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Case Report

Increasing abdominal girth:
The importance of clinical examination
Alison Gale BSc MBChB MRCP, Tommy J Cobb MD FACOG, Robert A Norelli MD FACOG FRANZCOG, William LeMaire MD FACOG
Correspondence to: ugm5ag@hotmail.com

ABSTRACT
Clinical examination and an open mind are two of the most powerful tools at a doctor’s disposal. We report the surgical removal of a 17.5kg ovarian tumour in a patient with a raised body mass index who had been complaining of increasing abdominal girth for some time. It is clear from the literature that often the diagnosis of such lesions is delayed. With early clinical examination and consideration of the differential diagnosis of increasing abdominal girth, lesions such as this could be detected earlier. This would make the surgical treatment easier, would potentially reduce the spread of a tumour if it is found to be malignant, and would prevent the impaired function of a patient who carries such a lesion.

Alison Gale is a senior house officer in obstetrics and gynaecology at Whangarei
Hospital. She graduated in the UK with the career aim of becoming a general practitioner.

Tommy Cobb is a locum consultant obstetrician and gynaecologist at Whangarei
Hospital and a private consultant obstetrician and gynaecologist at Starkville Clinic for Women, Starkville, Mississippi, USA.

Robert Norelli is a consultant obstetrician and gynaecologist at Whangarei Hospital. William LeMaire is a locum consultant obstetrician and gynaecologist at Whangarei
Hospital and Emeritus Professor in the Department of Ob-Gyn at the University of Miami School of Medicine, Miami, USA.

Case report
The patient is a 50-year-old postmenopausal woman. She has had a raised body mass index for most of her life. She first presented to her practice nurse in June 2003 as a new patient wanting help to lose weight. She had tried many weight loss programmes and Xenical. She had been given education on nutrition and physical activity. She was also hy-

Keywords
Abdominal girth increase, clinical examination, ovarian cancer. *

pertensive, controlled with three antihypertensive agents, and saw her general practitioner periodically for monitoring of her blood pressure. During one of these occasions in July 2005 she mentioned her intermittent constipation. On examination her abdomen was documented as being soft, with bowel sounds present and hard faeces palpable per rectum. She was given laxatives and dietary

NZFP does not usually publish Case Reports. The reason for this is that, generally, there is not a lot to learn from them. They are often about unusual conditions that most other GPs are unlikely to ever experience or they summarise (in retrospect) how clever the authors were to make such an amazing diagnosis, leaving out the complexities and serendipities that were involved before finally reaching their conclusion. Case reports are generally regarded, at best, as weak evidence of clinical effectiveness. However, there are obviously exceptions to this and in this issue we publish two Case Reports that have relevance to the theme of ‘Practical Solutions’. The first reminds us about the importance of not jumping to conclusions and the second is about trying out a new product for an old problem. I believe that these are interesting and informative reports and thank the authors for sharing these with us. – Editor NZFP

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Volume 33 Number 4, August 2006

The patient’s history. Fibroids. due to the were multiple adherisk of recurrence. other neoplasia). She told us that in retro. He documented that her abdo. the masses reported in the every six months posterior aspect of literature had significant for two years and then annually therethe uterus and broad delays in detection and after in the gynaeligament and the management because cology clinic. We have been unable to determine the origins of this mnemonic that is often taught to medical students learning clinical examination of the abdomen. She was well and girth of her limbs was actually de.bowel function. There and have serial CA 125 measurements done.medication for hypertension. but had some solid compo. presented with constipation. for Gynaecologic Oncology recomwas mildly raised (48U/mL).3kg) in the preced- Volume 33 Number 4. ascites.was uneventful. mended no further therapy.mainder of the abdominal organs apvice on fibre. The stage of the ovarian mafound in the abdomen and no en. which had girth. constipation. and urinary retention.trict nurse.lignancy was therefore IA (confined larged lymph nodes or distant spread to one ovary).the histology of the mass were resound scan. She was given ad. Her weight was 93kg spect her abdominal girth had been as compared to her preoperative increasing for closer to three years. CA 125. The Regional Centre were noted. Full bladder’. weight of 113kg. other than obesity. wound infection. While large. She was discharged The general practitioner carried out on the eighth postoperative day. except for a minor creasing over six months’ duration. In February 2006 she again broad ligament. and found to weigh 17. pregnancy. vasion. imaging and men was distended and queried ascites. early on. Fetus. No free fluid was mour. He requested an urgent ultra. and her A subtotal hysterectomy and omenabdomen was documented as being tal biopsy were carried out. mentioning that her abdominal girth had been steadily in. the various was removed whole. gaseous bowel distension (obstruction).advice.5kg. The external surface was smooth without excrescences. The patient will be followed up nents. The patient’s postoperative course returned. The patient was referred to gy. Flatus. On admission for surgery the paThe patient was seen in the gytient remarked that her abdominal naecology clinic for her six weeks’ girth had been increasing while the post-operative visit. sions between the Many of the large She will be seen mass and the anterior abdominal wall. omentum. It reminds us that the differential diagnosis of increasing abdominal girth should include obesity. gynaecological or other masses (fibroids. There was they were masked by no free fluid. August 2006 251 Case Reports Case Reports Case .of the right ovary with expansile innaecology at Whangarei Hospital. The left adnexa. which con.omental biopsy were negative for tufirmed the mass. Two weeks later she peared normal. in 1971 listed 16 ovarian masses of over 251b (11. A tumor marker. The Discussion mass appeared to pre-existing obesity This case emphaoriginate from the sises the need to right adnexal area. It bear in mind. posterior aspect of the uterus and Figure 1 Figure 2 Faeces. They stated the lesion was a mucinous carcinoma and pelvis. It is very useful to keep in mind. we are reminded of the mnemonic of the Fs : ‘Fat. When faced a 6cm cystic structure adherent to the with such a case.had recovered normal urinary and creasing. A review by Beacham et al. Fluid. which was closing progresthe umbilicus. The mass was mainly sively with wound care by the discystic. The peritoneal washings and We requested a CT scan. The scan demonstrated a viewed by the Regional Centre for large cystic mass filling the abdomen Gynaecologic Oncology. ovarian cysts/carcinoma. the ovarian mass of our patient is by no means recordbreaking. It measured 450mm in causes for increasing abdominal diameter.that time she no longer required men. The large abdomiThe patient underwent a laparotomy nal incision had healed well except by midline incision from just above for a small separation below the umthe symphysis pubis to 10cm above bilicus. The revery distended. was also removed. At a clinical examination of the abdo.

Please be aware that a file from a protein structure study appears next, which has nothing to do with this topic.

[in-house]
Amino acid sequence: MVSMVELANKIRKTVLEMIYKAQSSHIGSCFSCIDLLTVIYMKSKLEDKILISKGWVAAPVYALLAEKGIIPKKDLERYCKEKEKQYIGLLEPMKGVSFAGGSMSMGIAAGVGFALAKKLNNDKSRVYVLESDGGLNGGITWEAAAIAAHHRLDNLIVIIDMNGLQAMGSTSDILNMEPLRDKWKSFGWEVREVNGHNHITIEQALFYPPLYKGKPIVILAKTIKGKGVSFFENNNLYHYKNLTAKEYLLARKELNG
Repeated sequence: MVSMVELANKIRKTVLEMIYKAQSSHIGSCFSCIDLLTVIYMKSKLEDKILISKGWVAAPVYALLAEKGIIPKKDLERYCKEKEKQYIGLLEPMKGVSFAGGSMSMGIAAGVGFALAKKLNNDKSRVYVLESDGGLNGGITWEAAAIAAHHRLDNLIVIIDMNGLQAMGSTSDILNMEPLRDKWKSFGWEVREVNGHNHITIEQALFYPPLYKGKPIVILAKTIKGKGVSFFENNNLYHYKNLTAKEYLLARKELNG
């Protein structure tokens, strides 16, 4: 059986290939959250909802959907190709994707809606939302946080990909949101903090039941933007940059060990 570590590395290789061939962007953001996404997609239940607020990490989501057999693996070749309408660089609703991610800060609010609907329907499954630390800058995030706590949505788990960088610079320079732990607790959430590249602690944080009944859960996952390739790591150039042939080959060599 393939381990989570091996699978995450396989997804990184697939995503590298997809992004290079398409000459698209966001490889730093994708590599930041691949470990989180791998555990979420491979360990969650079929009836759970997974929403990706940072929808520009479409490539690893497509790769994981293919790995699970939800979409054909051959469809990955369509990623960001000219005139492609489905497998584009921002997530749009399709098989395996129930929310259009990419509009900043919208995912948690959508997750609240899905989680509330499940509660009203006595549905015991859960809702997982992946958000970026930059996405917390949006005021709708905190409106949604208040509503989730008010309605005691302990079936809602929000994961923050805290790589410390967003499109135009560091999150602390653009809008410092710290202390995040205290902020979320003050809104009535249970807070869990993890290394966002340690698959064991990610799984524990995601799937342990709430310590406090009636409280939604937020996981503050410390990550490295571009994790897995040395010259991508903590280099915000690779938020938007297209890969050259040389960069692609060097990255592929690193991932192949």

One treatment for ASP is increased exposure to bright light. treatment can be initiated. 6. Removal of a giant ovarian cyst. the older adult falls asleep in front of the television in the early evening. Uterine and/or ovarian tumours weighing 251b or more: a review of the literature since 1946. Khaffaf H. however.ported in the literature had signifimas. Beacham WD. or advances. Webster HD. A leiomyoma 2 or derian masses has someand an open mind moid cyst could also are two of the most times been delayed present as a large mass.4L of fluid was drained per. and then. Anaesthetic and intensive care management.8kg. Morrison P. Pillai L. Timberlake GA. As ever. One problem that older adults with ASP encounter is not spending enough time in bed.’ Ancoli-Israel S. Conclusion as it would not have been possible This case reminds us of the need to remove the mass intact. 1992. James A. 39(12): 982-4. 56(660): 748-9. Giant ovarian tumor masked by obesity. once in bed. 109(8): 1153-61. Medscape Primary Care http://www. The largest agement because they were masked of these. comprising a condition called advanced sleep-phase (ASP). a mucinous by pre-existing obespapillary cystadenoma. Increasing the bright light exposure later in the day will delay sleep/wake circadian rhythm. two cystadenocarcino. while in our recent experiThe largest ovarian doctor’s disposal ence at least one mass we have found on other case of a large record was estimated to weigh 113 kg. One should not fall into the trap of ascribing this increase in operation. Roth LM. References 1. and is much weaker and less robust. resulting in less consistent sleep/wake periods across the 24-hour day. 1971. no longer producing the same response to external cues. mucinous cystadenoma of the ovary: case study and literature review. Khaffaf N. Although tiring early.Case Report ing 25 years. 1994. 3. Rose M. the sleep/wake circadian rhythm becomes less synchronized. 1994. 58(7): 400-3. Insomnia in the older adult ‘As people age. older adults are exposed to very little bright light. Wuketich S. The decision about whether to treat ASP depends on the extent of the discomfort that the older adult is experiencing.com/viewarticle/528725_1 Posted 21 April 2006 252 Volume 33 Number 4. Vasilakis A. Acknowledgements This article is produced with the consent of the patient and her general practitioner. the older adult tries to stay up later in the evening but still wakes up early in the morning. The sleep/wake cycle in the older adult also shifts. Anaesthesia. Over five for early and possibly repetitive days 48. Bright light is the external zeitgeber that most influences the sleep/ wake circadian rhythm. 87(5 pt 2): 872-3. J Reprod Med. The fact that this patient also reported a decrease of the girth of her limbs in the presence of increasing abdominal girth could have been an additional sign that something more sinister was developing. ity. 1987. one thecoma and another listed cant delays in detection and mansimply as ‘multilocular’. powerful tools at a for this reason. 5. Jones DR. girth to overindulgence in food resulting in increasing obesity and one should bear in mind the mnemonic of the Fs. 4. Monk BE. Its weight was trimester pregnancy. 42(9): 965-74. Older adults with ASP become sleepy in the early evening (perhaps 7:00 pm or 8:00 pm) and wake up in the early morning hours (3:00-5:00 am). Am J Obstet Gynecol. has difficulty falling asleep and staying asleep.1 They included 11 cysMany of the large masses retadenomas.4 This mass was a mu. We thank Di Vickers for the photographs. which results in not getting sufficient sleep due to a short time in bed. Ottesen M.5-7 As in our case Clinical examination the treatment of ovarweighed 89. Malone JM Jr. Lawson EH. calculated by weighing the patient before and after removal of the mass. 73(4): 349-51. Giant mucinous ovarian tumor with low malignant potential with foci of well-differentiated mucinous adenocarcinoma masked by massive obesity.medscape. Bayliss R. resulting in the older adult becoming sleepier later in the day and sleeping later into the morning hours. 7. Giant ovarian leiomyoma as a rare cause of acute abdomen and hydronephrosis. 1996. Postgrad Med J. Acta Obstet Gynecol Scand. the importance of clinical examination cannot be underestimated. This results in complaints of waking in the middle of the night and being unable to return to sleep. In a second scenario. and Margaret Hart for help with Medline searches.ovarian cyst was mistaken for a 3rd cinous cystadenoma. Giant. benign. 1980. Competing interests None declared.clinical examination when seeing cutaneously and the remaining 72kg patients with increasing abdominal mass was excised during a six hour girth. 2. Poole SY. A case report. Jacques SM. Obstet Gynecol. For those wanting a sleep schedule more consistent with those of others in the household or social circle. August 2006 . Isaacs AJ. Morgan G. Giant ovarian dermoid masked by obesity. Am Surg.